Back to:OECD Global Forum on Biotechnology:Delivering Global Promise through the Life Sciences(Paris, 6-7 December 2010)
Knowledge networks and markets
This theme addresses how knowledge in the life sciences is governed, shared, regulated and managed. It includes: consideration of benefit-sharing mechanisms and legal agreements; issues in trade and how intellectual property (IP) relates to the life sciences; and the role of public engagement in life-science governance.
It covers financing of the life sciences, including challenges and opportunities for developing and emerging countries and regions, and the role of innovations such as public-private partnerships (PPPs) in developing countries.
It also explores the ways in which life-sciences futures are imagined, valued and mobilised in the present. This includes ideas about green innovation and new sources of therapeutic molecules, new models of growth based around the bioeconomy, collaborative possibilities such as bioprospecting, and ways in which such strategies can contribute to ecological diversity and cultural sustainability.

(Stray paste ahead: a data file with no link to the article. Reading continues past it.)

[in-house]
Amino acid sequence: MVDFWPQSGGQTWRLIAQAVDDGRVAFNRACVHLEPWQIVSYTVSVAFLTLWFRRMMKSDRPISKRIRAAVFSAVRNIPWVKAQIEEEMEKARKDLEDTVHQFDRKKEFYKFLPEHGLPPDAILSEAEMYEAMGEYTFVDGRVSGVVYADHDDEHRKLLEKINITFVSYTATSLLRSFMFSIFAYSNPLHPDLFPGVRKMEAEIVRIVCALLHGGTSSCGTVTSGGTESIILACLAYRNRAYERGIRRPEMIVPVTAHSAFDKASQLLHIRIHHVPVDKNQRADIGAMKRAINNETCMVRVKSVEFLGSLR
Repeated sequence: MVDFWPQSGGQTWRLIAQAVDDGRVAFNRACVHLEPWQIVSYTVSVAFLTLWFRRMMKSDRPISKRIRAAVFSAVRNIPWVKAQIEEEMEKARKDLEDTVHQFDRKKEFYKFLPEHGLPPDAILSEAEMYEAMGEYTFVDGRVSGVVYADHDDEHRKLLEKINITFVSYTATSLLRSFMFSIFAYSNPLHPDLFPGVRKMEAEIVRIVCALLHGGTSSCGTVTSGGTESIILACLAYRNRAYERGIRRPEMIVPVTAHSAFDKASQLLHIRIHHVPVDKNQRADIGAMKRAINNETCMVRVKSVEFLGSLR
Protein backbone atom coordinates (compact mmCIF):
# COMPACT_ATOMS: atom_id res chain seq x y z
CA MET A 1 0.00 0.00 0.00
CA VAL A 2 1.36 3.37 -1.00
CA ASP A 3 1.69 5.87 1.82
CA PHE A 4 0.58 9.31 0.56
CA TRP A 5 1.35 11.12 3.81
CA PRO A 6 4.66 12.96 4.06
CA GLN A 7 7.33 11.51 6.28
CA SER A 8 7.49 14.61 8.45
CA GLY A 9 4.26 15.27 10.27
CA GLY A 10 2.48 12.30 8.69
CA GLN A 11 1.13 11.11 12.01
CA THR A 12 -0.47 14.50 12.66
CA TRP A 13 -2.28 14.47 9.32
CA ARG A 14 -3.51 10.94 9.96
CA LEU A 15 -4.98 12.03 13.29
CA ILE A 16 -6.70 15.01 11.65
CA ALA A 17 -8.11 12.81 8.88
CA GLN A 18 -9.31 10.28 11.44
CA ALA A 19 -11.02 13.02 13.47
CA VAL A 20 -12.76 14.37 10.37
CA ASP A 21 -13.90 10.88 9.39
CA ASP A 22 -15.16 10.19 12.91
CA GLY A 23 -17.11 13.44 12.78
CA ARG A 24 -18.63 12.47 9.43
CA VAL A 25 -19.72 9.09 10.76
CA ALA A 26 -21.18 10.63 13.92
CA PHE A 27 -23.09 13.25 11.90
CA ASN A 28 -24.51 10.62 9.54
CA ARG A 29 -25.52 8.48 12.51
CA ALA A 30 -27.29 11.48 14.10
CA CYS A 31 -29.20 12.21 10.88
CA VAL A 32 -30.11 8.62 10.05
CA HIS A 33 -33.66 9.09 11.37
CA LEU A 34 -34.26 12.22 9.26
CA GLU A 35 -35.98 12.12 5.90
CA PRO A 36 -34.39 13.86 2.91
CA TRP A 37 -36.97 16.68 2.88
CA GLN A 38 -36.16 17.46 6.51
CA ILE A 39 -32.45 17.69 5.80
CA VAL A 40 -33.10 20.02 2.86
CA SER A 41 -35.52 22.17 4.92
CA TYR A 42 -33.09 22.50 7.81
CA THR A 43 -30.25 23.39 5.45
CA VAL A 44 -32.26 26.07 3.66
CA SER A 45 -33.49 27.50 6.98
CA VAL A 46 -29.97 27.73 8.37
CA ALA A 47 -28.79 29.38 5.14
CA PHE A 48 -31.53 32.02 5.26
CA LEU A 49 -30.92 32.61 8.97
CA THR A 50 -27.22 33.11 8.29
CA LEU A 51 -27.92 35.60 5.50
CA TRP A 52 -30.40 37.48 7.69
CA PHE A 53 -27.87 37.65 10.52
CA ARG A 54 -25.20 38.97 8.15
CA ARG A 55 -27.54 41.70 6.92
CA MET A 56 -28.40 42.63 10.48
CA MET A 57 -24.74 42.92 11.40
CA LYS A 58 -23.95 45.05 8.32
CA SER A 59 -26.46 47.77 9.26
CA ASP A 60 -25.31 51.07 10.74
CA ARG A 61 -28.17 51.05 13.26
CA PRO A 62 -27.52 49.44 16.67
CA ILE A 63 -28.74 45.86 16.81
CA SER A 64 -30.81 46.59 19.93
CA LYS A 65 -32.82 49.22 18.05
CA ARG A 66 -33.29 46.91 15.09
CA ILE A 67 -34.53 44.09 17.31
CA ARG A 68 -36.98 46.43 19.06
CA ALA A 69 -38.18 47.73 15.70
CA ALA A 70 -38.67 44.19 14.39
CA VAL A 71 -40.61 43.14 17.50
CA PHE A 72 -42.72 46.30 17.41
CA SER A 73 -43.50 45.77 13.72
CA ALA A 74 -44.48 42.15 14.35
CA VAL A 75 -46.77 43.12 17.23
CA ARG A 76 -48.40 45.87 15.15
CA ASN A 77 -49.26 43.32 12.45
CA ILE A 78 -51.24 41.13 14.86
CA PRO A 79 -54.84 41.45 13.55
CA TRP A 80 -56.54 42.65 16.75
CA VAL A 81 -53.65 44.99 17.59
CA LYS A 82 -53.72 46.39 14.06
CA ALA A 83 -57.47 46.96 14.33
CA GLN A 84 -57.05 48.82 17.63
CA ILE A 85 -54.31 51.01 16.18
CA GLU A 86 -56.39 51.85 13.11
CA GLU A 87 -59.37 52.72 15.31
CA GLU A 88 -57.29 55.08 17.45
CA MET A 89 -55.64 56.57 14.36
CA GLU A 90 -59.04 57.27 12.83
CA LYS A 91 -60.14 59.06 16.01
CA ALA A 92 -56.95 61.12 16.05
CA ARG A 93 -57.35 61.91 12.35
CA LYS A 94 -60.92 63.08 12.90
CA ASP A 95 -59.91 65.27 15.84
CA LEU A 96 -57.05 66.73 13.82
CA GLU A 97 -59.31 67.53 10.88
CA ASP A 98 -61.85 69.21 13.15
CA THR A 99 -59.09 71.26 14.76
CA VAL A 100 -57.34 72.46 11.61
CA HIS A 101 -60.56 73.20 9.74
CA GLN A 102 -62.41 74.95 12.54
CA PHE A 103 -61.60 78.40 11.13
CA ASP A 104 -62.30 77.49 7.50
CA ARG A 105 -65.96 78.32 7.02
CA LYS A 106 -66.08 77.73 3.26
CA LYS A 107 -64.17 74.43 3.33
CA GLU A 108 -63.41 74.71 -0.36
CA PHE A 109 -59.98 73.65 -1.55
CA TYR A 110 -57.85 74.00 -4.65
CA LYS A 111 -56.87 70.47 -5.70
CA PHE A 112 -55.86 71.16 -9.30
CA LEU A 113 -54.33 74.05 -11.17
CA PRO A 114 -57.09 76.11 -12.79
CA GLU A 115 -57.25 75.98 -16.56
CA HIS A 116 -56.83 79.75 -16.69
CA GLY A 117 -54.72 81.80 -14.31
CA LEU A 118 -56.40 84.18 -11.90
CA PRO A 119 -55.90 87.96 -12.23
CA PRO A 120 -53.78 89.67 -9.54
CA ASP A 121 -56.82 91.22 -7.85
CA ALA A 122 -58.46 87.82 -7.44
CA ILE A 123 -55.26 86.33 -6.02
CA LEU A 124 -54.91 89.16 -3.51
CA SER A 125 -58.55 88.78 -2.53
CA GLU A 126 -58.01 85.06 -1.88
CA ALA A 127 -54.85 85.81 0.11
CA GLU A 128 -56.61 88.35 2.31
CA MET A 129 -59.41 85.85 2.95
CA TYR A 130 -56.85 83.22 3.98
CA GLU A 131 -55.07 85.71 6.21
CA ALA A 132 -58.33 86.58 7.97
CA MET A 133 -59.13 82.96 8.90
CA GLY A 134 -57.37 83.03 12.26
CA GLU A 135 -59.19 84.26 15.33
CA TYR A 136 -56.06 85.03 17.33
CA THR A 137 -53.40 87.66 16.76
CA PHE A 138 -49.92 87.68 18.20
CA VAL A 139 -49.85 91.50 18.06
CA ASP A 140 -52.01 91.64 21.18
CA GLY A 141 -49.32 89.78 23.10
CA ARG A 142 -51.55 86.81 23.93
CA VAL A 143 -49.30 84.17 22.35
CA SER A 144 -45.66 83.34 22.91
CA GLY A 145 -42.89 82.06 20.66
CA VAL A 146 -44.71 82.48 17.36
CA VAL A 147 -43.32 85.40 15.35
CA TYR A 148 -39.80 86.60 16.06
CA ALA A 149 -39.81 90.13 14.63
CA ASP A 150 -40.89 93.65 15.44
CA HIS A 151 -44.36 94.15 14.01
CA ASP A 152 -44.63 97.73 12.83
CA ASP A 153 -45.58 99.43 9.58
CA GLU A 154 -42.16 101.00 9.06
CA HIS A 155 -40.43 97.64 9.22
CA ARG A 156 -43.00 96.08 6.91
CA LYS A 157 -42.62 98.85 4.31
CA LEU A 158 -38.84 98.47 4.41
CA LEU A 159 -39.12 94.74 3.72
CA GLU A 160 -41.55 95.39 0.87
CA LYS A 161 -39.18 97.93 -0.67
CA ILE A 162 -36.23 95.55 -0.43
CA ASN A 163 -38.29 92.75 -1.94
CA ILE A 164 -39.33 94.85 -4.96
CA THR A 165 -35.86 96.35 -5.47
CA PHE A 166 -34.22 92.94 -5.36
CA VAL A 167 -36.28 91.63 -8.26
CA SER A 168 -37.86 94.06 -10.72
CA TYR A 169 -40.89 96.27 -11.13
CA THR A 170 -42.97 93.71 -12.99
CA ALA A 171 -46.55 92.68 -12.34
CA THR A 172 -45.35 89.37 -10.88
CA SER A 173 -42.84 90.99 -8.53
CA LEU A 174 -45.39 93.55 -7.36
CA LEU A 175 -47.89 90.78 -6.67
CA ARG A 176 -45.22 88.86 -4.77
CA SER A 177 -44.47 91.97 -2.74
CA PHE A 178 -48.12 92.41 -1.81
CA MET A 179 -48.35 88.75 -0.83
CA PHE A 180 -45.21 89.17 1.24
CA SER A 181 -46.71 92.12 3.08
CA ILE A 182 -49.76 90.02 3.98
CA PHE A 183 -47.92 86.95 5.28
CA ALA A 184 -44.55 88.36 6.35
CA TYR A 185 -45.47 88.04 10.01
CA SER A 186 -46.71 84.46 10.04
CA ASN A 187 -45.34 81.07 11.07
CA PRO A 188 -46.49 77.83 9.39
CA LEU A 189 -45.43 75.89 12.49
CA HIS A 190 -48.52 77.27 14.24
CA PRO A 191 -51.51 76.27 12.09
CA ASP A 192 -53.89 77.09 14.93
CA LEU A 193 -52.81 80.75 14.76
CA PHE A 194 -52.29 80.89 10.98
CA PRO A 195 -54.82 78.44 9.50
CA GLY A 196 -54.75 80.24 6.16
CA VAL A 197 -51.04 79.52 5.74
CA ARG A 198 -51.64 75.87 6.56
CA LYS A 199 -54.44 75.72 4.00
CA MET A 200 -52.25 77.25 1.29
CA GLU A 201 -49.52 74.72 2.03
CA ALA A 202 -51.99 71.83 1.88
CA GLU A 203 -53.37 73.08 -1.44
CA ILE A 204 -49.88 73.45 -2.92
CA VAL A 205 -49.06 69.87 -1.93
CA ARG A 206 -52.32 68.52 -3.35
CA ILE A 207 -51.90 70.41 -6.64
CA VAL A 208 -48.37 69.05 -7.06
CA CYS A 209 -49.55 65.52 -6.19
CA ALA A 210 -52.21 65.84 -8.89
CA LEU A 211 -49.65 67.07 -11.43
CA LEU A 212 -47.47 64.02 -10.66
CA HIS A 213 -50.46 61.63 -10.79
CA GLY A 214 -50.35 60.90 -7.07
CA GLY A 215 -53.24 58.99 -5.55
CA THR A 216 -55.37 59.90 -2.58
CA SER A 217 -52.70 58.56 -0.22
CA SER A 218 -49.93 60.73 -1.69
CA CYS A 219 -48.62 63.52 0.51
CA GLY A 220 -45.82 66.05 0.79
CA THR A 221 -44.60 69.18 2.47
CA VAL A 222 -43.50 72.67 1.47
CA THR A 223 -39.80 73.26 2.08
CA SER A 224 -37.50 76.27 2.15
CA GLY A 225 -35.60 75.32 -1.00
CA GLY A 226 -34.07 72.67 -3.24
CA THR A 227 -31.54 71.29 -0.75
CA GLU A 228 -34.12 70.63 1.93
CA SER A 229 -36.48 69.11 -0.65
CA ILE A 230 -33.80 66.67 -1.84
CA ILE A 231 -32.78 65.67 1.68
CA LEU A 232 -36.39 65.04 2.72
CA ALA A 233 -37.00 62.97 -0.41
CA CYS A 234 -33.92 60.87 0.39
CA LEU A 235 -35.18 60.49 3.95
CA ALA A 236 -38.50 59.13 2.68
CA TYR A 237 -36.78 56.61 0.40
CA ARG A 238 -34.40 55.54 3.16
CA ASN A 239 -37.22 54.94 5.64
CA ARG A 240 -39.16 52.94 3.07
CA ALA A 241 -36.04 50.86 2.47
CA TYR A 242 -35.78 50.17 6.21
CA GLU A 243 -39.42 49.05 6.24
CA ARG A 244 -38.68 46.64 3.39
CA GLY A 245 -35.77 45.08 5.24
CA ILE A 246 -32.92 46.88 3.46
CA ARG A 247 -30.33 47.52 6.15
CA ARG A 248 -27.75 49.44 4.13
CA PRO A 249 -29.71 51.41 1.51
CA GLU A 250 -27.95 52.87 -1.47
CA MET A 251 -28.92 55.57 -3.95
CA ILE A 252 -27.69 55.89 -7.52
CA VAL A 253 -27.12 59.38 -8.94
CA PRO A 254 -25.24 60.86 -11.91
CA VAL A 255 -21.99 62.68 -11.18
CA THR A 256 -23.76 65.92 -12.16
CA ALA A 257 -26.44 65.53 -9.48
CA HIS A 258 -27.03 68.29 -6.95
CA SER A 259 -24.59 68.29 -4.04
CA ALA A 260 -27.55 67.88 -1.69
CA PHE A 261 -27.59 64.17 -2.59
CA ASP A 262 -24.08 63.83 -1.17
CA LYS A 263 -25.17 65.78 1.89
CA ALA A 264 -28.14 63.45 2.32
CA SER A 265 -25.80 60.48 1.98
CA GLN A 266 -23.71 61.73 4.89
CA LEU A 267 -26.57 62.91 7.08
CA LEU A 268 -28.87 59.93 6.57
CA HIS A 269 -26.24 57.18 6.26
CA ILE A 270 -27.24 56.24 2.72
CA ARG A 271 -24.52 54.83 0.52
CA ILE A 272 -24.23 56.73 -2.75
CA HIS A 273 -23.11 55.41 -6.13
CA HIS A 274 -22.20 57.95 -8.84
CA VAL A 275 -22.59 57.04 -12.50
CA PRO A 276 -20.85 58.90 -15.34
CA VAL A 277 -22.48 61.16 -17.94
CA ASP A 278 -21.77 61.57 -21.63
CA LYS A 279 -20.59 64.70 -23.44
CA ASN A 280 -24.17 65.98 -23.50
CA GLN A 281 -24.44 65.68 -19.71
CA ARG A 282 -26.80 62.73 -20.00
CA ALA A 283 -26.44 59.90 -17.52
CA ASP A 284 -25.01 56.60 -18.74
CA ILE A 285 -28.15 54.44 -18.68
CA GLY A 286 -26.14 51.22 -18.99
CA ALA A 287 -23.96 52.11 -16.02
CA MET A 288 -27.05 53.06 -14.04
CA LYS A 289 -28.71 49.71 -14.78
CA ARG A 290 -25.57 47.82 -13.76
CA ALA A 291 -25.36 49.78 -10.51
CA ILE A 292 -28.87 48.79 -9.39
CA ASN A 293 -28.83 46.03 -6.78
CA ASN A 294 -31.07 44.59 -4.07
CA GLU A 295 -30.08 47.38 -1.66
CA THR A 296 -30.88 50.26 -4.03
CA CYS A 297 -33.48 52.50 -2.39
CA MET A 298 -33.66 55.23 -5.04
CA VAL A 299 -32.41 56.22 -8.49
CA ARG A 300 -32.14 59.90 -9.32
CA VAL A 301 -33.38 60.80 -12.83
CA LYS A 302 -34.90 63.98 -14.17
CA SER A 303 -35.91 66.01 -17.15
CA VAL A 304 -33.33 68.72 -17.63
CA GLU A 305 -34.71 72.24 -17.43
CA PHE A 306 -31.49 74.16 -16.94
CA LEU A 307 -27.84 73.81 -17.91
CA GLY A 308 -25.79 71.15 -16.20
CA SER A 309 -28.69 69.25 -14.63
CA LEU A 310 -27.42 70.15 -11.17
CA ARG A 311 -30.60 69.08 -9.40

Biodigital futures: Informatisation and convergence in the life sciences
This theme addresses how the life sciences and Information and Communication Technologies (ICTs) can converge in ‘biodigital’ approaches, both in terms of research and in relation to novel products and services.
One focus is on the ‘informatisation’ of the life sciences — for example, regarding genomes as a form of software (sometimes called ‘wetware’) or attempting to standardise biological components using models from microelectronics.
But it also concerns the way in which ICTs relate to globalisation within bio-medicine and the life-sciences sectors. For example, global, web-based access to testing and diagnostic services can easily generate tension between the internet and national (or EU, etc.) regulation in policy around the life sciences. There are related issues concerning national autonomy and also regional inequalities.
The theme also encompasses the emerging role of database-driven life science research: for example, ICTs and innovation in the life sciences and emerging trends such as ‘Nano-SynBio’ converging with IT. At the same time, the theme highlights concerns around privacy and security generated by the global spread of genomic data.
OECD Global Forum on Biotechnology - Delivering Global Promise Through the Life Sciences